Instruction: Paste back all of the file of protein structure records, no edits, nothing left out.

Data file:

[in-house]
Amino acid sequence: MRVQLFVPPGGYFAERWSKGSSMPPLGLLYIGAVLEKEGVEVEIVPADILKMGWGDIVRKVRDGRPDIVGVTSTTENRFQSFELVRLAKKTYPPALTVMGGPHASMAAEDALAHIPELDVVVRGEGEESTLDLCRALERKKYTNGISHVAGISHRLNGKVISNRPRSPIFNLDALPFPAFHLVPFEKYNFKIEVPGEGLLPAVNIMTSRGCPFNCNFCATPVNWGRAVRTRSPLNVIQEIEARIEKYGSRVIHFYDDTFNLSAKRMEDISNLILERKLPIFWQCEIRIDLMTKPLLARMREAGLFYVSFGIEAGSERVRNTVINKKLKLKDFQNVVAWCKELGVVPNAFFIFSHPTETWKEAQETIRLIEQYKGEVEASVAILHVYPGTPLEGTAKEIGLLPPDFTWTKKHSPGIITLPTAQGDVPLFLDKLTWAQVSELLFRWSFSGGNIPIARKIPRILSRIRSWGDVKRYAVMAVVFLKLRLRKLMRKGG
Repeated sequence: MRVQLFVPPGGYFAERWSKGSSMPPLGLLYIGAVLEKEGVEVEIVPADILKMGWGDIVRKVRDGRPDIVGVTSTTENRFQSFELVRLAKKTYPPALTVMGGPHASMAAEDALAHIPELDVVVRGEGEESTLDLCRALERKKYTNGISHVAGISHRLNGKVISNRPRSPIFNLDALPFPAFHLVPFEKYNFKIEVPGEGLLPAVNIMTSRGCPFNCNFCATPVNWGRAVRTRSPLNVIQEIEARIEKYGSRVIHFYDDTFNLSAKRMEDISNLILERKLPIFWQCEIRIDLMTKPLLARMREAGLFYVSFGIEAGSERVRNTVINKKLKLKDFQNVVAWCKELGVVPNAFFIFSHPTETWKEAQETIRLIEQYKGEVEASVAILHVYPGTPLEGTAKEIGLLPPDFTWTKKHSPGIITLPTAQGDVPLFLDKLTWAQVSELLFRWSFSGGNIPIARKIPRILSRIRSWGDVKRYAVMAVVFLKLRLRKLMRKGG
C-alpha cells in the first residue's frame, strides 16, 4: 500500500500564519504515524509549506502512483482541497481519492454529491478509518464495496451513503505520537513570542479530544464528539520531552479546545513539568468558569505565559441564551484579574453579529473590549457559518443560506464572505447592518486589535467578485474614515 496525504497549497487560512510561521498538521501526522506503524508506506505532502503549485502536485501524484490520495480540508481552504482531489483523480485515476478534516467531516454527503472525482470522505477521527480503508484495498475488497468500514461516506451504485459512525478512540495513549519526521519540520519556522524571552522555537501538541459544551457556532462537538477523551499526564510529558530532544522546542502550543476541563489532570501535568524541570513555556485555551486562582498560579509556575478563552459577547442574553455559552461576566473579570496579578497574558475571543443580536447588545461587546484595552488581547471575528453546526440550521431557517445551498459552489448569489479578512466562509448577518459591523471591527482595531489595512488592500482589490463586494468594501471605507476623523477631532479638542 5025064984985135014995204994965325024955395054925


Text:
[in-house]
Amino acid sequence: MRVQLFVPPGGYFAERWSKGSSMPPLGLLYIGAVLEKEGVEVEIVPADILKMGWGDIVRKVRDGRPDIVGVTSTTENRFQSFELVRLAKKTYPPALTVMGGPHASMAAEDALAHIPELDVVVRGEGEESTLDLCRALERKKYTNGISHVAGISHRLNGKVISNRPRSPIFNLDALPFPAFHLVPFEKYNFKIEVPGEGLLPAVNIMTSRGCPFNCNFCATPVNWGRAVRTRSPLNVIQEIEARIEKYGSRVIHFYDDTFNLSAKRMEDISNLILERKLPIFWQCEIRIDLMTKPLLARMREAGLFYVSFGIEAGSERVRNTVINKKLKLKDFQNVVAWCKELGVVPNAFFIFSHPTETWKEAQETIRLIEQYKGEVEASVAILHVYPGTPLEGTAKEIGLLPPDFTWTKKHSPGIITLPTAQGDVPLFLDKLTWAQVSELLFRWSFSGGNIPIARKIPRILSRIRSWGDVKRYAVMAVVFLKLRLRKLMRKGG
Repeated sequence: MRVQLFVPPGGYFAERWSKGSSMPPLGLLYIGAVLEKEGVEVEIVPADILKMGWGDIVRKVRDGRPDIVGVTSTTENRFQSFELVRLAKKTYPPALTVMGGPHASMAAEDALAHIPELDVVVRGEGEESTLDLCRALERKKYTNGISHVAGISHRLNGKVISNRPRSPIFNLDALPFPAFHLVPFEKYNFKIEVPGEGLLPAVNIMTSRGCPFNCNFCATPVNWGRAVRTRSPLNVIQEIEARIEKYGSRVIHFYDDTFNLSAKRMEDISNLILERKLPIFWQCEIRIDLMTKPLLARMREAGLFYVSFGIEAGSERVRNTVINKKLKLKDFQNVVAWCKELGVVPNAFFIFSHPTETWKEAQETIRLIEQYKGEVEASVAILHVYPGTPLEGTAKEIGLLPPDFTWTKKHSPGIITLPTAQGDVPLFLDKLTWAQVSELLFRWSFSGGNIPIARKIPRILSRIRSWGDVKRYAVMAVVFLKLRLRKLMRKGG
C-alpha cells in the first residue's frame, strides 16, 4: 500500500500564519504515524509549506502512483482541497481519492454529491478509518464495496451513503505520537513570542479530544464528539520531552479546545513539568468558569505565559441564551484579574453579529473590549457559518443560506464572505447592518486589535467578485474614515 496525504497549497487560512510561521498538521501526522506503524508506506505532502503549485502536485501524484490520495480540508481552504482531489483523480485515476478534516467531516454527503472525482470522505477521527480503508484495498475488497468500514461516506451504485459512525478512540495513549519526521519540520519556522524571552522555537501538541459544551457556532462537538477523551499526564510529558530532544522546542502550543476541563489532570501535568524541570513555556485555551486562582498560579509556575478563552459577547442574553455559552461576566473579570496579578497574558475571543443580536447588545461587546484595552488581547471575528453546526440550521431557517445551498459552489448569489479578512466562509448577518459591523471591527482595531489595512488592500482589490463586494468594501471605507476623523477631532479638542 5025064984985135014995204994965325024955395054925